A 34-year-old Eritrean man presented to the emergency department with complaints of diffuse abdominal pain and distention. He had emigrated to the United States 3 months earlier, following 5 years in a refugee camp in Ethiopia. Two weeks earlier, the patient sought care at his primary care clinic and was diagnosed with post-operative urinary retention and constipation following a recent hemorrhoidectomy. A Foley catheter was inserted and provided a short period of relief.
Following the visit, however, his abdominal pain worsened. He also experienced increasing abdominal distention, a declining appetite, and persistent nausea. The patient said that he was unable to urinate and had not had a bowel movement in 6 days. He also described fevers, drenching night sweats, chills, and a 4-kg weight loss over 2 months.
On physical examination, the patient had a wasted appearance. He was afebrile, alert, and oriented, but anxious and writhing in pain. An abdominal examination revealed some distention, generalized guarding, and tenderness. There was dullness to percussion in all regions without rebound, and no caput medusa was noted. The remainder of the physical examination was unremarkable.
Pertinent laboratory values included negative screens for human immunodeficiency virus (HIV) 1 and 2, and a purified protein derivative test that produced 10 mm of induration at 48 hours. An interferon-gamma release assay was not performed following these results. A computerized tomography (CT) scan of the abdomen and pelvis with intravenous and oral contrast revealed thickening of the peritoneal lining with infiltration of the mesenteric fat and large loculated fluid collections in the abdominal cavity (FIGURE). A CT scan of the patient’s lungs showed some mild atelectasis with left-sided effusion.
After hospital admission, the patient spiked fevers as high as 103.3° F and developed progressively worsening ascites. An ultrasound-guided paracentesis was performed, during which almost 2 liters of yellow, hazy fluid was removed. Fluid and blood cultures were negative.
With a high clinical suspicion for tuberculosis (TB) peritonitis, we requested a surgical consultation and a peritoneal biopsy was performed. The patient was started on ethambutol, isoniazid, pyrazinamide, pyridoxine, and rifampin while the biopsy results were pending.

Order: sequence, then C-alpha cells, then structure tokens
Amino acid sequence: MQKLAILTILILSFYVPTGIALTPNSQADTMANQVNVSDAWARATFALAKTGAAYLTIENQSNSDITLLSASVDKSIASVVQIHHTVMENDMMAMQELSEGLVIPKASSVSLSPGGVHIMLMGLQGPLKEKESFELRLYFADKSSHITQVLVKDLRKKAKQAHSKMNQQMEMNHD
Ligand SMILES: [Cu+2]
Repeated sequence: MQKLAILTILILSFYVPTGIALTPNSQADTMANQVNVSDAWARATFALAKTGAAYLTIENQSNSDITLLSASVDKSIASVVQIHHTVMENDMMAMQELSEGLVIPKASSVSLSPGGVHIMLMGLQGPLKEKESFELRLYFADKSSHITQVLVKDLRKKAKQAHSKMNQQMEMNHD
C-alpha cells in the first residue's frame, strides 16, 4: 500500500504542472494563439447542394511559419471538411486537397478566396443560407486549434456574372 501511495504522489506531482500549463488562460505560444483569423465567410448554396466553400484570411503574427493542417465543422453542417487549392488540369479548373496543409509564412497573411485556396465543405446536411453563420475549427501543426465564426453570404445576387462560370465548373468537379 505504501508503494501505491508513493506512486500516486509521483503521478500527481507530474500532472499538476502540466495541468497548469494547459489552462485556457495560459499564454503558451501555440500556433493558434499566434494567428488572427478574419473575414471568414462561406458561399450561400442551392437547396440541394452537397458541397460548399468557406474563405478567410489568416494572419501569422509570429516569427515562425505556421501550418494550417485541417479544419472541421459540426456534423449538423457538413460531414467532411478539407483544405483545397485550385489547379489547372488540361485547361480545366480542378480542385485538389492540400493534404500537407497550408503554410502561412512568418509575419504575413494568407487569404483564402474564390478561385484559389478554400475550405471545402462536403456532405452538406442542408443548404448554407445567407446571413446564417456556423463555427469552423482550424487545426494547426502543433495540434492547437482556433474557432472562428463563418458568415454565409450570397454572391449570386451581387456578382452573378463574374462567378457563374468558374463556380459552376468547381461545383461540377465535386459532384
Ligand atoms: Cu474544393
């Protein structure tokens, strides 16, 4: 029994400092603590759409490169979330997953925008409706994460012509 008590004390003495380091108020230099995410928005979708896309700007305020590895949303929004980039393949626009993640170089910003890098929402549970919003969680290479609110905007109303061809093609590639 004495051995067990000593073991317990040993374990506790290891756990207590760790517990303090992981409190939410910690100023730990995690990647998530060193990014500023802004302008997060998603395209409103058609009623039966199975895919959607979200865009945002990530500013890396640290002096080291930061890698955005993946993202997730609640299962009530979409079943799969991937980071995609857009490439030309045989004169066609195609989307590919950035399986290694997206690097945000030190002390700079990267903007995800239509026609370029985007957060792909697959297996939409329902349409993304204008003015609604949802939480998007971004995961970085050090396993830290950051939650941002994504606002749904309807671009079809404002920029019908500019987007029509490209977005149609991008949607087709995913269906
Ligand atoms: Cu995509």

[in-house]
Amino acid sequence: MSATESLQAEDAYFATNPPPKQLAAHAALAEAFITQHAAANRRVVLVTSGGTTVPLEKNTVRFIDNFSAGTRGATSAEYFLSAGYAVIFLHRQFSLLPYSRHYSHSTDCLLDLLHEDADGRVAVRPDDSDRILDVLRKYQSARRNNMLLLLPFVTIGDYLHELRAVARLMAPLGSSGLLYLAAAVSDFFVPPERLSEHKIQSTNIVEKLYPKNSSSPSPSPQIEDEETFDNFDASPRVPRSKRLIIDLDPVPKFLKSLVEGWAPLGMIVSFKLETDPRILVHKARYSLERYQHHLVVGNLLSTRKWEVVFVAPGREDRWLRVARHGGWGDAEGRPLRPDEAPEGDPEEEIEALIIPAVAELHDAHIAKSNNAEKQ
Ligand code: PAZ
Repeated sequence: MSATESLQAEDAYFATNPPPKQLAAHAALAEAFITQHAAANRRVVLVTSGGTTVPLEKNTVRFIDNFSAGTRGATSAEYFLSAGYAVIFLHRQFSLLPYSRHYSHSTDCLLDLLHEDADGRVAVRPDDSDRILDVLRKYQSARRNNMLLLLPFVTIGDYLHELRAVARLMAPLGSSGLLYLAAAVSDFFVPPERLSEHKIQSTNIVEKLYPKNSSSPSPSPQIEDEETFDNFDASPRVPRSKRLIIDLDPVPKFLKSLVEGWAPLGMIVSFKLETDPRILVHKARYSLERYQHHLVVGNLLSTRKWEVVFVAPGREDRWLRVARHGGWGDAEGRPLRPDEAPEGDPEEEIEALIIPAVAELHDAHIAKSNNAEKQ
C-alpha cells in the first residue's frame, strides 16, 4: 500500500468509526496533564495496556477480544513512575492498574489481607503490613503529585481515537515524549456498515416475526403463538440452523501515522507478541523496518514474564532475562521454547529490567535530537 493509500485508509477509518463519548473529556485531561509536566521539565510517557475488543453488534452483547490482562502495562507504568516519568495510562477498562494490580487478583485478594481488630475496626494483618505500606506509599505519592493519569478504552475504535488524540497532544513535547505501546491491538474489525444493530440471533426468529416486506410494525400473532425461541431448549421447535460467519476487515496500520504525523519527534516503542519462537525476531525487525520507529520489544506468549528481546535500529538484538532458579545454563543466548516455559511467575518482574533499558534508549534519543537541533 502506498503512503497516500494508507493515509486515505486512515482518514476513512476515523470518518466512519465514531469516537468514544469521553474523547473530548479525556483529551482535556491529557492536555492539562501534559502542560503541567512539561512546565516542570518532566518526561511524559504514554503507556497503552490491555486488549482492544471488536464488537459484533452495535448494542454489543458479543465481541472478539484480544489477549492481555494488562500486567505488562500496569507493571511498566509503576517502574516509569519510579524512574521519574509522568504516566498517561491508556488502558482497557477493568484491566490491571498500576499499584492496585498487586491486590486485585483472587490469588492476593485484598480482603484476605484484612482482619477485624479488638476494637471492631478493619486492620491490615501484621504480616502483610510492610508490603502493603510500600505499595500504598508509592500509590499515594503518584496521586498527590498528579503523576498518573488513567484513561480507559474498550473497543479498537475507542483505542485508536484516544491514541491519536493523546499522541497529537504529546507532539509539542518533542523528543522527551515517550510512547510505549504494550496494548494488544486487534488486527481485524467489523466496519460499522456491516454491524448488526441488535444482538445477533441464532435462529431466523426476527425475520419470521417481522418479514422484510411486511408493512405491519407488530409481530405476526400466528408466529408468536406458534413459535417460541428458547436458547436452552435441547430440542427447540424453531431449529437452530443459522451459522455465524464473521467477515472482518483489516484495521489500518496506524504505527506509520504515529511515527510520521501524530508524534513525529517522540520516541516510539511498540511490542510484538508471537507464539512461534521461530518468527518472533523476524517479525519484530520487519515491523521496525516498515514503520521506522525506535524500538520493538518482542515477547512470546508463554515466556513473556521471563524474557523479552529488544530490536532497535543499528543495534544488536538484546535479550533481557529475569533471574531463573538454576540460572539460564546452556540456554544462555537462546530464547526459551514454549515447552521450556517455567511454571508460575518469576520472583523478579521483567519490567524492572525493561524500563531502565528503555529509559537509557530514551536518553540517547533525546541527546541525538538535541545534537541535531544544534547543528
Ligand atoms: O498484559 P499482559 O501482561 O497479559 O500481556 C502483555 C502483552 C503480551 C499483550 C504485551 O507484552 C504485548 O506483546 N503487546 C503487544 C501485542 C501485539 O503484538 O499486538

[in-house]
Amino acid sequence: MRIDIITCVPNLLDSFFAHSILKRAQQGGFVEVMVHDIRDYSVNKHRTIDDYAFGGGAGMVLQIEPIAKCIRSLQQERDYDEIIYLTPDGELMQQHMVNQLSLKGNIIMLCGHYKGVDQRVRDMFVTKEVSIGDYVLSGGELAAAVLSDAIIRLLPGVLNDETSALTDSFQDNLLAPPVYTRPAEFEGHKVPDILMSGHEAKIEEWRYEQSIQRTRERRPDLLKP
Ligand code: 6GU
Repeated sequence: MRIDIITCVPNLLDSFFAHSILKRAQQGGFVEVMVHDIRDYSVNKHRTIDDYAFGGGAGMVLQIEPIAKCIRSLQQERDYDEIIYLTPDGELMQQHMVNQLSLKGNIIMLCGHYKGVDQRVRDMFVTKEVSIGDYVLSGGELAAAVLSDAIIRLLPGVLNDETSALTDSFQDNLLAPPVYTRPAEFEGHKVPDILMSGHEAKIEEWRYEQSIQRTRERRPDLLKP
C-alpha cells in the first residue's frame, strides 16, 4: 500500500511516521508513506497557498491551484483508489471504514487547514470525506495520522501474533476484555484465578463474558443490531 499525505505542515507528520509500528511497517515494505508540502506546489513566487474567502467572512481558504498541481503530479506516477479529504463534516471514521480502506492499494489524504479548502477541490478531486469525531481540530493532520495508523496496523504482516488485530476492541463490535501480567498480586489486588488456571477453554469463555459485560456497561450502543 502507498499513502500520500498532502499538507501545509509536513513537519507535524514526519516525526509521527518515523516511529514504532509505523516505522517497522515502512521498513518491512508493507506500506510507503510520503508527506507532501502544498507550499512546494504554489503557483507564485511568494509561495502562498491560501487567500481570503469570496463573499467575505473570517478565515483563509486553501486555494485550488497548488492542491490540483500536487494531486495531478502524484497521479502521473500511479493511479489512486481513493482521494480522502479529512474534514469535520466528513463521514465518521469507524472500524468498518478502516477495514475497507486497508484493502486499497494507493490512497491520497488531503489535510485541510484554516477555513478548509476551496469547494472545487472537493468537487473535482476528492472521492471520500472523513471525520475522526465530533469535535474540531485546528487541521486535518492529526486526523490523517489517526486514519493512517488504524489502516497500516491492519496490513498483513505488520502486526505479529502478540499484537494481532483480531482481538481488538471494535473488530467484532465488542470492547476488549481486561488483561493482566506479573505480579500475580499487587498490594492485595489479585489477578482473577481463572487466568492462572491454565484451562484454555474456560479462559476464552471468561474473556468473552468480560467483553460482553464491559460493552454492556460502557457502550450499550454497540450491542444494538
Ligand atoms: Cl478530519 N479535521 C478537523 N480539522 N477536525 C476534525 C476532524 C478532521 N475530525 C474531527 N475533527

Pathology subsequently confirmed a diagnosis of TB peritonitis, reporting dense fibroconnective tissue with areas of chronic inflammation and occasional accumulations of histiocytes with multinucleated giant cells showing granulomatous inflammation. An acid-fast (AF) bacilli stain for Mycobacteria showed a single curved bacillus compatible with Mycobacterium tuberculosis.
The patient was discharged following a 3-week hospital stay. At his follow-up visit several weeks later, the patient reported marked improvement and increasing exercise tolerance. He had gained weight, and the abdominal distention and tenderness had resolved.
Worldwide, TB is one of the top 10 causes of death. The World Health Organization estimates that there were 1.4 million TB deaths globally in 2015.1 And while rates of TB are decreasing in the United States, there was a resurgence from 1985 to 1992.2 This was attributable to the HIV/acquired immunodeficiency syndrome epidemic, increased immigration from countries endemic for TB, and deterioration of the TB public health infrastructure.3
Transmission. M tuberculosis is a rod-shaped, nonspore-forming AF bacillus that typically infects the lungs, but may infect other areas of the body. Transmission typically occurs via airborne spread of droplets from an infected individual. Possible other methods of disease dissemination include ingestion of infected sputum, hematogenous spread from active pulmonary TB, or ingestion of contaminated milk or food.
M tuberculosis elicits a proinflammatory phase, which facilitates the formation of a granuloma within the host tissues. The host’s immune response to M tuberculosis plays a role in the risk of developing this type of TB.3
TB presentation is classified as pulmonary, extrapulmonary, or both. Clinicians are generally attentive to the classic symptoms of pulmonary TB: cough, weight loss, night sweats, and fever. Presentation of extrapulmonary TB, however, may vary.4
According to one study, the most common presenting symptoms for peritoneal TB are weight loss, abdominal pain, and/or fever, all of which our patient experienced.5 In addition, our patient was an immigrant from Africa, and black patients have been shown to have a significantly higher incidence of extrapulmonary TB than their nonblack counterparts.6 Although our patient was HIV-negative, a recent meta-analysis confirmed the strong association between extrapulmonary TB and HIV, emphasizing the importance of including HIV screens in the standard work-up for TB.7